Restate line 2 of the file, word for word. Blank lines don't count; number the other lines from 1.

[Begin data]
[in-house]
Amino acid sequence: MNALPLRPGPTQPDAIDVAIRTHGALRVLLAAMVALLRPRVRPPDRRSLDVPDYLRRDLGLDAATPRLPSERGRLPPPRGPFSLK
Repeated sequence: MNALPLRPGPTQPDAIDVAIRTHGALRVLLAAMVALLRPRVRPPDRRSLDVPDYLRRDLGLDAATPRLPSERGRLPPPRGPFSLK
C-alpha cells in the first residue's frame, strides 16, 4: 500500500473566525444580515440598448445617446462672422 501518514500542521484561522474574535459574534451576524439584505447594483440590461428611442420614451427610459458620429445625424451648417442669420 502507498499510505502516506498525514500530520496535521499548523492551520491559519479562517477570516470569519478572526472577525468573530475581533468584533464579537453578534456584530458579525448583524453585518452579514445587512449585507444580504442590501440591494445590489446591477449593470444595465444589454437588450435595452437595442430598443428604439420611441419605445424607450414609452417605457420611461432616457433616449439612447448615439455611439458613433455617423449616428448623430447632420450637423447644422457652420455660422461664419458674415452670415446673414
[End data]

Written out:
Amino acid sequence: MNALPLRPGPTQPDAIDVAIRTHGALRVLLAAMVALLRPRVRPPDRRSLDVPDYLRRDLGLDAATPRLPSERGRLPPPRGPFSLK